“Inspiring better teaching everywhere”

Teachers may find it difficult to use Moodle because…

It is my guess that many Junior High School and High School teachers find it difficult to use Moodle because they have not had the opportunity to learn the basics of using Moodle as teachers. If this is your case, then you can do so this January, and for free!

Because “Empowering educators to improve our world” is a major goal of Moodle, it should not be surprising that twice a year Moodle offers “Learn Moodle” https://learn.moodle.org/ – “This a free course is designed for anybody who wants to use the Moodle learning platform for teaching, whether it be in a school, a university, a company or just personal interest!

I have profited a lot (and, I hope, so have my pupils) by taking the “Learn Moodle” courses. I have participated in several such courses. On the one hand, on each course, the content is updated, so I find something new each time. On the other hand, I have learned a lot from other participants, both on the forums and by having access to the courses they create to practice during the course. Participants from many countries all over the world share a lot, and there are many who willingly help others learn. It is a worthwhile experience, indeed.

In Israel, Moodle is used widely in Universities and Colleges. It is much less so in Junior High Schools and Schools. There are a lot of reasons for this, one being that, as I see it, my colleagues have not had many chances to be exposed to the use of Moodle as teachers (most have probably used it as learners). This is changing, though.

I have developed and facilitated three Israel Ministry of Education “How to use Moodle for Blended Learning” Workshops, catering to the needs of Junior High School and High School teachers of English as Foreign Language in Israel. I believe there is room for more. Since I do not know when there will be another one, I am always looking for opportunities to share information with my colleagues concerning the use of Moodle for teaching.

Most teachers cannot invest much money in paid courses, especially if they lack the support of an organization. That is one reason why a “Learn Moodle” course is such a suitable venue to at least become more than familiar with the platform.

If you already use Moodle, and want something more in-depth and aimed at a professional level, then the MoodleBites for Teachers course is the most popular option. This course is created and run by HRDNZ, Moodle Partner since 2006, and has been running for almost 15 years! The course is 8 weeks, completely online, and asynchronous, and has helped thousands of teachers from around the world.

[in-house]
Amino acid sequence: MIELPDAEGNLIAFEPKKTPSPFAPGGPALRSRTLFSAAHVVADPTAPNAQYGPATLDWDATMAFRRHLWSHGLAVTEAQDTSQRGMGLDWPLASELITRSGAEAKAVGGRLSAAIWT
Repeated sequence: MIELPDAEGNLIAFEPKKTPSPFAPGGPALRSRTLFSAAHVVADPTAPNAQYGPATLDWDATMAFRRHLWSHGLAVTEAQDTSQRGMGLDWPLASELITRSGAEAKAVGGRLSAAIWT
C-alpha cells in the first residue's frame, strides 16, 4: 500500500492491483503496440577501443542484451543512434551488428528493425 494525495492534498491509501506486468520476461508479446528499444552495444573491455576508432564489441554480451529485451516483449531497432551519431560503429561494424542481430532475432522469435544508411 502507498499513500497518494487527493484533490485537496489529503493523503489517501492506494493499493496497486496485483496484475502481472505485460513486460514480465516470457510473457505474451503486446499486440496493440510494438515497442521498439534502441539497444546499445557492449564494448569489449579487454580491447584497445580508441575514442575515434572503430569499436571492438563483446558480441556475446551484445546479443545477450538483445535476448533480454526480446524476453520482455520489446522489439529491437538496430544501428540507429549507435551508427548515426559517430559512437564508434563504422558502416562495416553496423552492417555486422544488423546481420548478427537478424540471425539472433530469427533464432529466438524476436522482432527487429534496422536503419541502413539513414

I have created a video to invite colleagues in Israel to take part in the January- February 2020 “Learn Moodle” course. See https://youtu.be/_4CKIymHJFU

Regardless of the country you live in, you may want to give this course a try. Find out by yourself if using Moodle suits you. Sign up at https://learn.moodle.org/ I am sure you will not regret it

Eduardo Lina
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Eduardo Lina

Born in Argentina, Eduardo has been living and working in Israel since 1979 - and he loves to use Moodle! Married to Susy, with two daughters: Gabriela and Maia, and one granddaughter, Sol, Eduardo is teaching English at school. Having completed with HRDNZ both MoodleBites for Teachers and the six MEC courses, Eduardo is a Moodle Certified Educator. He is a Certified Israel Ministry of Education Teachers’ teacher. He has developed and facilitated several Israel Ministry of Education's Spanish and English as a Foreign Language online workshops.

One thought on ““Inspiring better teaching everywhere”

  • blank
    9th January 2020 at 2:26 pm

    Great post Eduardo.
    It always amazes me … how often a big budget is spent on technology (servers, LMS, backups, marketing, etc.) and how LITTLE is often spent on teachers, and training them effectively how to use the technology well ! And it’s the teachers that make the gibbets difference !
    I’ve seen great technology used badly, because of no training.
    I’ve seen relatively poor technology use really well, if staff are skilled.
    My take away from this … match your spend on technology to your spend on staff development … then you will REALLY see what is possible !


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